Beating at the heart of anti-immigrant extremism is anti-black, and anti-brown, and anti-yellow racism, pure and simple. The Anti-Defamation League published a report last month that says that violent anti-immigrant rhetoric on white supremacist websites has reached “a level unprecedented in recent years”. Half of the ethnic hate crimes committed in 2004, according to the FBI, were committed against Latinos.
As Derrick Jackson continues:
I am not saying that the particular matters pertaining to immigration reform are anything but complicated. People of goodwill can disagree on particulars of policy. That’s the American way.
We can also disagree on the best way to live out our American motto: “E Pluribus, Unum”—Out of many, one. What is the best way for new immigrants to America to learn English? Should English be our official language? How much should we acclimate and how much should we integrate? How can a healthy balance be struck between multi-culturalism on one hand, and national unity and cohesiveness, on the other?
These are all good questions, and it will take the wisest insights of all Americans of goodwill and open minds to develop a consensus about them.
But as we develop this consensus, let us pay attention to the call of our religious faiths, reminding us of where we have come from. In the book of Exodus we read: “You shall not wrong or oppress a resident alien, for you were aliens in the land of Egypt.”
All of us had forbears who were aliens in this New World, at one time or another; forefathers and foremothers who faced hardship to come here, seeking religious freedom or economic opportunity, or escape from political persecution, or simply a chance to build a new life. Who were greeted by “No Irish Need Apply” signs in shop windows. Who had their churches and temples burned to the ground by anti-immigrant mobs of “nativist” Americans. Who were spit upon and harassed and slurred and slandered as “Dagos” and “Wops” and “Kikes” and “Canucks”. Who worked for pennies an hour in the textile mills of Lawrence and Lowell and Fall River and Woonsocket, and built up this American economic powerhouse that would become the envy of the world.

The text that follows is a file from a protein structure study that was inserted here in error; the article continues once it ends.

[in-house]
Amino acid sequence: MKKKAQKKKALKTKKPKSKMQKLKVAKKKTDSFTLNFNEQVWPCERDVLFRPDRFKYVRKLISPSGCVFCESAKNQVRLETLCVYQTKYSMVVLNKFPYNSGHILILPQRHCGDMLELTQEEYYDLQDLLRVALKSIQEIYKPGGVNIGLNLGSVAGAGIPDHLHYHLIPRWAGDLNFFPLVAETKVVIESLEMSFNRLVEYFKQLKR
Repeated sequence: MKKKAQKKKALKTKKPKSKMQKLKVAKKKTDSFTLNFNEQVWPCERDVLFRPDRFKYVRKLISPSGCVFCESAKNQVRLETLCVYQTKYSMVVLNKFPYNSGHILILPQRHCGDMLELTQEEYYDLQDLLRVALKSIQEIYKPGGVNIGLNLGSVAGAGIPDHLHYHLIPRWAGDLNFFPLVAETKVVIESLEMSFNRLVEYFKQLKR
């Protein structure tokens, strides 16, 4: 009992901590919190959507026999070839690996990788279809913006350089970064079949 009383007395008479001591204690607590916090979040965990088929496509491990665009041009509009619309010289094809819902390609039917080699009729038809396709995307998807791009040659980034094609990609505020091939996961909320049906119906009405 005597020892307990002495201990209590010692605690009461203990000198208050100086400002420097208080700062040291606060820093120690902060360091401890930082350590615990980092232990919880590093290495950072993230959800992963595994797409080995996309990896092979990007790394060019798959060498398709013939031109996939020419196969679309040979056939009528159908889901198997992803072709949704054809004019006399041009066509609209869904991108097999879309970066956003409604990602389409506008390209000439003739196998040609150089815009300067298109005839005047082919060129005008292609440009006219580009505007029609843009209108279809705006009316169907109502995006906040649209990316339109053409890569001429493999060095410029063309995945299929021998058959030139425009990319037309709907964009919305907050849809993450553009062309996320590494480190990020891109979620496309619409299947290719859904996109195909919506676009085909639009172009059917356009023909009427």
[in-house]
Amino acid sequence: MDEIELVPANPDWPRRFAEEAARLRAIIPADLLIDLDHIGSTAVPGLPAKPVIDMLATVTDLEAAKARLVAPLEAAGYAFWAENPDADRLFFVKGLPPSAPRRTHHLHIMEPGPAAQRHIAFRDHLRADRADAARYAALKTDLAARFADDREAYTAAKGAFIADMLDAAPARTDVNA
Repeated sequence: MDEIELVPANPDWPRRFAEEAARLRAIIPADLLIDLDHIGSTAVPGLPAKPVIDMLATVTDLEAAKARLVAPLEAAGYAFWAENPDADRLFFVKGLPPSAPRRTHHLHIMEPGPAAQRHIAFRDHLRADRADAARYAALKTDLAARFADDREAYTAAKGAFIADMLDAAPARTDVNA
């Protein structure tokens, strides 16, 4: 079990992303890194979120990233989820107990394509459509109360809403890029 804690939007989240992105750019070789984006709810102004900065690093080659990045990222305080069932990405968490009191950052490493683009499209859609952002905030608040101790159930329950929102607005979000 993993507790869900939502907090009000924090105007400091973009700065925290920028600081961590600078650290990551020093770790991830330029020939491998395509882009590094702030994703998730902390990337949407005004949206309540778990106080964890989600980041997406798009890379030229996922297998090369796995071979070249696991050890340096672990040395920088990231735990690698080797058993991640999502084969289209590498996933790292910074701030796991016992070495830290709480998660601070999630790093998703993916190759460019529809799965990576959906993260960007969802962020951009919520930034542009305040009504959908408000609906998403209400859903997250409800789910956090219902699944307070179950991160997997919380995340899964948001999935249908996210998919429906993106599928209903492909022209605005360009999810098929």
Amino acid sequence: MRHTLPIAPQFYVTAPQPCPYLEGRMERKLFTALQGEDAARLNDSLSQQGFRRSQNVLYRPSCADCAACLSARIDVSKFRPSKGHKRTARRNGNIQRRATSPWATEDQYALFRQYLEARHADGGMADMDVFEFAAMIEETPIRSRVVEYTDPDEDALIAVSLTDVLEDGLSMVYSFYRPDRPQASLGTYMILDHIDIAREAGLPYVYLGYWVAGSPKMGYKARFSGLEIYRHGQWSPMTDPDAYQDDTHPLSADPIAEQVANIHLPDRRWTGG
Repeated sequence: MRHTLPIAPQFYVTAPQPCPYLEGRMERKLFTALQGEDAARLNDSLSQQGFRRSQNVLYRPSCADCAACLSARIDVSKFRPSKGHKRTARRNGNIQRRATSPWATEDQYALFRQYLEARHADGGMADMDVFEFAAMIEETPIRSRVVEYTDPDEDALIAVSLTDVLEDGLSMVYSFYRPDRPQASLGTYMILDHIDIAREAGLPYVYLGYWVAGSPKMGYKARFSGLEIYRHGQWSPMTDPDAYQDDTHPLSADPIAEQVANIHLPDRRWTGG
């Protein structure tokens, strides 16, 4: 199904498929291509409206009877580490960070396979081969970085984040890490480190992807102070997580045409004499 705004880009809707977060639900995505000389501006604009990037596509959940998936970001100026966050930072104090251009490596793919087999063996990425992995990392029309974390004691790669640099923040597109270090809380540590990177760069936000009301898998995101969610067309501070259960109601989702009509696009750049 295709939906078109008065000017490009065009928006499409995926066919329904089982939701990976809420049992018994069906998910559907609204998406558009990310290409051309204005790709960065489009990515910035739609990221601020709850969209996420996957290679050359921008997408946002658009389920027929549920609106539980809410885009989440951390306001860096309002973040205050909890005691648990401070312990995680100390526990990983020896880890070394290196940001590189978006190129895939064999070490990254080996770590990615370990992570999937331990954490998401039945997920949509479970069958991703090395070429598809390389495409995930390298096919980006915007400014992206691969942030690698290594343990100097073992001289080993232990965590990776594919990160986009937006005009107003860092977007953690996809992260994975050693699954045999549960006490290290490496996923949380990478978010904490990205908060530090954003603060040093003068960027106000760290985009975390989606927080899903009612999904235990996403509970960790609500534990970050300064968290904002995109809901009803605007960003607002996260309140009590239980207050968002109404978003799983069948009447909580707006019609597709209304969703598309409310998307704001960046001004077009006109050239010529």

This is our story, as immigrants all. This is our American story. We forget only at our peril, and at our nation’s peril.
In the preface to his book Dreams From My Father, Senator Barack Obama of Illinois writes that our major challenge as Americans—as citizens of the world-- is “between worlds of plenty and worlds of want; between the modern and the ancient; between those who embrace our teeming, colliding, irksome diversity, while still insisting on a set of values that binds us together, and those who would seek, under whatever flag or slogan or sacred text, a certainty and simplification that justifies cruelty toward those not like us.”
We retreat back into that dead-end of narrow-minded “America first” nativism only by breaking faith with those who have come before, and only at the cost of our national soul.
It is not easy to welcome the stranger in. It is not easy to widen our circles beyond that 150 core constituency of people who we like and who are like us. It is not easy to see our story reflected in the story of an undocumented chamber maid from the Dominican Republic, or a tomato picker from Honduras, or an undocumented fry cook from Brazil.
But “Except as we have loved,” Mary Oliver writes, “All news arrives as from a distant land.” It takes an act of will to be inclusive. It takes an act of love to unlatch the gate, and open it to others.
Back in 1975, Henri Nouwen wrote:
This is the kind of Promised Land of which we dream. This is the kind of nation we can build, with opened hearts, and opened hands, and yes—with wisely, well-considered, opened borders.